We are subject to various laws and regulations that may require significant expenditures.

 

We are subject to federal, state and local laws and regulations affecting our business, including those promulgated under the Consumer Product Safety Act, the rules and regulations of the Consumer Products Safety Commission as well as laws and regulations relating to personal information.  We may be

 

25



 

required to make significant expenditures to comply with such governmental laws and regulations and any amendments thereto. Complying with existing or future laws or regulations may materially limit our business and increase our costs.  Failure to comply with such laws may expose us to potential liability and have a material adverse effect on our results of operations.

 

Item 2.                    Unregistered Sales of Equity Securities and Use of Proceeds

 

None.

 

Item 3.                    Defaults Upon Senior Securities

 

None.

 

Item 4.                    Removed and Reserved

 

Item 5.                    Other Information

 

There have been no material changes to the procedures by which security holders may recommend nominees to the Company’s Board of Directors.

 

Item 6.                    Exhibits

 

Exhibit No.

 

Description

 

 

 

31.1*

 

Certification of Chief Executive Officer

 

 

 

31.2*

 

Certification of Chief Financial Officer

 

 

 

32.1**

 

Certification of Chief Executive Officer

 

 

 

32.2**

 

Certification of Chief Financial Officer

 

 

 

101.INS**

 

XBRL Instance Document

 

 

 

101.SCH**

 

XBRL Taxonomy Extension Schema Document

 

 

 

101.CAL**

 

XBRL Taxonomy Extension Calculation Linkbase Document

 

 

 

101.DEF**

 

XBRL Taxonomy Extension Definition Linkbase Document

 

 

 

101.LAB**

 

XBRL Taxonomy Extension Label Linkbase Document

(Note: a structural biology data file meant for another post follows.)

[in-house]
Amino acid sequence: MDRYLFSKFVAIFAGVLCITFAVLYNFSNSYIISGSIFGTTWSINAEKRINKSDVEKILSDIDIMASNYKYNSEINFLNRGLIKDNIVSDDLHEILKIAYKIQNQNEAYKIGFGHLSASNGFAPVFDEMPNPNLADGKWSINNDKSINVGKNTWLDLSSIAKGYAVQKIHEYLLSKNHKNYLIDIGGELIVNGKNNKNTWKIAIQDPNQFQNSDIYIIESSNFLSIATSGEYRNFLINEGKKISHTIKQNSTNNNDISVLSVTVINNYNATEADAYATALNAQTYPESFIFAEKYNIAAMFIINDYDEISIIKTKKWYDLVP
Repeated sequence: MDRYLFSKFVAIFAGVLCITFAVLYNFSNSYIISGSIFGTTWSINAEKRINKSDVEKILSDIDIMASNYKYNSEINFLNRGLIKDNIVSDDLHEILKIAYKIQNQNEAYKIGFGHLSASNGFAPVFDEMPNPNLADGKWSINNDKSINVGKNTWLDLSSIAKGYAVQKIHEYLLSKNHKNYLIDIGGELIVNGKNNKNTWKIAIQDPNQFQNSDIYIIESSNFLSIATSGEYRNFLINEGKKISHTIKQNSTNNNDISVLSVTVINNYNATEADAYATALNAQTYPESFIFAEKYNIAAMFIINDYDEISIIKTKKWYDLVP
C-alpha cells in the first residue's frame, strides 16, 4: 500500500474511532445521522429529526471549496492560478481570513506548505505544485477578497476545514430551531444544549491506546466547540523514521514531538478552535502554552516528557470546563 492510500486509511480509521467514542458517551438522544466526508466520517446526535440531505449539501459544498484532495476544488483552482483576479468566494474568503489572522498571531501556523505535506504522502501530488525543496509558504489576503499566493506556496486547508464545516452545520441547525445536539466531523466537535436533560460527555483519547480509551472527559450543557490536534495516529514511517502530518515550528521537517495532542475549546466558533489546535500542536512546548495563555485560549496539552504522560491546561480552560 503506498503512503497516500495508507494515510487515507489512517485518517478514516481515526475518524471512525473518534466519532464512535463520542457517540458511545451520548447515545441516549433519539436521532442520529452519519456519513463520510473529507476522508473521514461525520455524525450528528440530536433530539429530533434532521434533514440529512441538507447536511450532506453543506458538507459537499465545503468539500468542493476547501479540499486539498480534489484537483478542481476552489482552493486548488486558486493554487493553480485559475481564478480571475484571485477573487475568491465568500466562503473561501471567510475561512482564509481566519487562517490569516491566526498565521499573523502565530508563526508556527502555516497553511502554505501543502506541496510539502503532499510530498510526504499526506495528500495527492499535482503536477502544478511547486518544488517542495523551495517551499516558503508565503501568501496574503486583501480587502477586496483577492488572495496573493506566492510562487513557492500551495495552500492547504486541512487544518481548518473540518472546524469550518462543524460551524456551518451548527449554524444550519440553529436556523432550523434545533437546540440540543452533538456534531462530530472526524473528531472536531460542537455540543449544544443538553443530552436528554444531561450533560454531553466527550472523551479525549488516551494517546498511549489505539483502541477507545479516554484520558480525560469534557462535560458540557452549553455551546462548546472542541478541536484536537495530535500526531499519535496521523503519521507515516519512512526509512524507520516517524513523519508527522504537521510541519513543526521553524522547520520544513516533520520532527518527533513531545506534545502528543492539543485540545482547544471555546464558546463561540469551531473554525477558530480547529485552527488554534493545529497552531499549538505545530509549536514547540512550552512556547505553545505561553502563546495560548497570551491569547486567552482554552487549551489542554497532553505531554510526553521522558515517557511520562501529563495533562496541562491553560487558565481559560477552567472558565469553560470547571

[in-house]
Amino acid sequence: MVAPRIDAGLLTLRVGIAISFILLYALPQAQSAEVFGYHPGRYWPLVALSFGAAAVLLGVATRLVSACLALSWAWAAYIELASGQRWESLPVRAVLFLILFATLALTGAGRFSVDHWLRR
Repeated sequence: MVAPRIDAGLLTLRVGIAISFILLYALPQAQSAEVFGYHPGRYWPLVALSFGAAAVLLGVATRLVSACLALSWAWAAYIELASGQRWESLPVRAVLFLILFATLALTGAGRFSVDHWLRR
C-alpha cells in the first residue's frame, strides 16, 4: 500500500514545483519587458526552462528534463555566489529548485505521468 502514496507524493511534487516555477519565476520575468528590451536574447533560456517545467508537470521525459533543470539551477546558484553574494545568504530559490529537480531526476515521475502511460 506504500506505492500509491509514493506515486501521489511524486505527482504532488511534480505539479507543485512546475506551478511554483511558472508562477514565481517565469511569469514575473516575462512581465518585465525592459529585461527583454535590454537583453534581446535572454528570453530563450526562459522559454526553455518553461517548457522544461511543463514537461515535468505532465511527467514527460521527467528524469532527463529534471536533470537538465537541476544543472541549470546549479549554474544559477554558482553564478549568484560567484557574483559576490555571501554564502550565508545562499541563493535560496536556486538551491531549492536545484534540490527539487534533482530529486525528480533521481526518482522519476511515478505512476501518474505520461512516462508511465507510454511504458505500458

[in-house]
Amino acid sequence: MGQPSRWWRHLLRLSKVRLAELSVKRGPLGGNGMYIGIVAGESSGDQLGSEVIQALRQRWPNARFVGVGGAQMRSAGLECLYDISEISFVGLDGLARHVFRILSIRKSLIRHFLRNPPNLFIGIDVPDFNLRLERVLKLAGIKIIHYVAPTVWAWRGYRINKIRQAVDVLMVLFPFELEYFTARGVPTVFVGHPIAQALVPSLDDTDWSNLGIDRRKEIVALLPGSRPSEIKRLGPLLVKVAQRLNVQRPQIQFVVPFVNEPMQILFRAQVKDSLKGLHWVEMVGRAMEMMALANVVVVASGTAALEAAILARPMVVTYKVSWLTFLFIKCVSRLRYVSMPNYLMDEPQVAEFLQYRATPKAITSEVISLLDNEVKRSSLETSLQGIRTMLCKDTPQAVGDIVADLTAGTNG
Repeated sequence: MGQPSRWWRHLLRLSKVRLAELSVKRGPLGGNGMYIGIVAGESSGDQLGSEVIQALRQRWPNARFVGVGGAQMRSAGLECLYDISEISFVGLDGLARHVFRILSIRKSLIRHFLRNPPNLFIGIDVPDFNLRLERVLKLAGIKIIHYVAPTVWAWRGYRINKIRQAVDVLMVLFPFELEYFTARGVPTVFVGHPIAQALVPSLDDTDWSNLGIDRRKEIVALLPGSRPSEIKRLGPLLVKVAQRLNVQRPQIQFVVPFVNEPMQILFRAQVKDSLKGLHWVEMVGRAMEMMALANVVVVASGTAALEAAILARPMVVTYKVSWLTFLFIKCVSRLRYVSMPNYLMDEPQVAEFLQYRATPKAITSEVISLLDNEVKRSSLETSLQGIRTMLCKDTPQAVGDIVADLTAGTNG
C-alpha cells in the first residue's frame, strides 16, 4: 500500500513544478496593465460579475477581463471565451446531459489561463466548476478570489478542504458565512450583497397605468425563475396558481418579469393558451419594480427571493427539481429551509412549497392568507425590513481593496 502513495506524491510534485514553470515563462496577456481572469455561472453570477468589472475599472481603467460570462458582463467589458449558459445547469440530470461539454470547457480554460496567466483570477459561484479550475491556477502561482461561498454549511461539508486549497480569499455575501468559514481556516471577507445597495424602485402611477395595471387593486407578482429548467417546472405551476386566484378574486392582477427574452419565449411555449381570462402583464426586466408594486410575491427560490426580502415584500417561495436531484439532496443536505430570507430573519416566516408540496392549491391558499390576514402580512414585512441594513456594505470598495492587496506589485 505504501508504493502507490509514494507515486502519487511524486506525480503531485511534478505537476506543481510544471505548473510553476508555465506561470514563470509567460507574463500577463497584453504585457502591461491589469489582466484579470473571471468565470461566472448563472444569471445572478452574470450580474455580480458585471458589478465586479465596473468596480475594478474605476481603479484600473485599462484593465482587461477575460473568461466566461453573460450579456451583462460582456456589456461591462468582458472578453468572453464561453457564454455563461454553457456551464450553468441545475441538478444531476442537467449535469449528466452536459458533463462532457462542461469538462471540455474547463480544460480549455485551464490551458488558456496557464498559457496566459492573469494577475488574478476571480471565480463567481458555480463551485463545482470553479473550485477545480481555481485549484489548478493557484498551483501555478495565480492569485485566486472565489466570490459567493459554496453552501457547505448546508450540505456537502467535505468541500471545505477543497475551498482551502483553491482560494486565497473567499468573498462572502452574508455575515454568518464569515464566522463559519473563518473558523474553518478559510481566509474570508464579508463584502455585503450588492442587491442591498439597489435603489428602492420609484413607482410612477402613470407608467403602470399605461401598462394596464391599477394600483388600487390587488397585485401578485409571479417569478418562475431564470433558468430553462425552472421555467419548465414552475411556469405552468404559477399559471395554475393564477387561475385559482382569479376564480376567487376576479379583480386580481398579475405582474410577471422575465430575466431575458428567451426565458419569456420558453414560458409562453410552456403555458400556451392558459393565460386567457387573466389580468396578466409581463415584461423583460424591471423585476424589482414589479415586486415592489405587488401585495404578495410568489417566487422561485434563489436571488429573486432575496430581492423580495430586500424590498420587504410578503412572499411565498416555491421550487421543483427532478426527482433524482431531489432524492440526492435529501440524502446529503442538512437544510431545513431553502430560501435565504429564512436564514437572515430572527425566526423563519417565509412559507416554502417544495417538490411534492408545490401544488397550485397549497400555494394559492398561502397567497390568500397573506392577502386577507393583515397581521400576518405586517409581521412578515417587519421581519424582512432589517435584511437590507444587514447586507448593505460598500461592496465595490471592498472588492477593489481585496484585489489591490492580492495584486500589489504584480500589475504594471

101.PRE**

 

XBRL Taxonomy Extension Presentation Linkbase Document

 


*    Filed herewith.

**  Furnished herewith.

 

26



 

SIGNATURES

 

Pursuant to the requirements of the Securities Exchange Act of 1934, the Company has duly caused this report to be signed on its behalf by the undersigned thereunto duly authorized.

 

COURIER CORPORATION

(Registrant)

 

 

 

 

 

 

 August 3, 2011

 

By:

s/James F. Conway III

Date

 

 

James F. Conway III

 

 

 

Chairman, President and

 

 

 

  Chief Executive Officer

 

 

 

 

 August 3, 2011

 

By:

s/Peter M. Folger

Date

 

 

Peter M. Folger

 

 

 

Senior Vice President and

 

 

 

  Chief Financial Officer

 

 

 

 

 August 3, 2011

 

By:

s/Kathleen M. Leon

Date

 

 

Kathleen M. Leon

 

 

 

Vice President and

 

 

 

  Controller

 

27



 

EXHIBIT INDEX

 

Exhibit No.

 

Description

 

 

 

31.1*

 

Certification of Chief Executive Officer

 

 

 

31.2*

 

Certification of Chief Financial Officer

 

 

 

32.1**

 

Certification of Chief Executive Officer

 

 

 

32.2**

 

Certification of Chief Financial Officer

 

 

 

101.INS**

 

XBRL Instance Document

 

 

 

101.SCH**

 

XBRL Taxonomy Extension Schema Document

 

 

 

101.CAL**

 

XBRL Taxonomy Extension Calculation Linkbase Document

 

 

 

101.DEF**

 

XBRL Taxonomy Extension Definition Linkbase Document

 

 

 

101.LAB**

 

XBRL Taxonomy Extension Label Linkbase Document

 

 

 

101.PRE**

 

XBRL Taxonomy Extension Presentation Linkbase Document

 


*     Filed herewith.

**   Furnished herewith.

 

28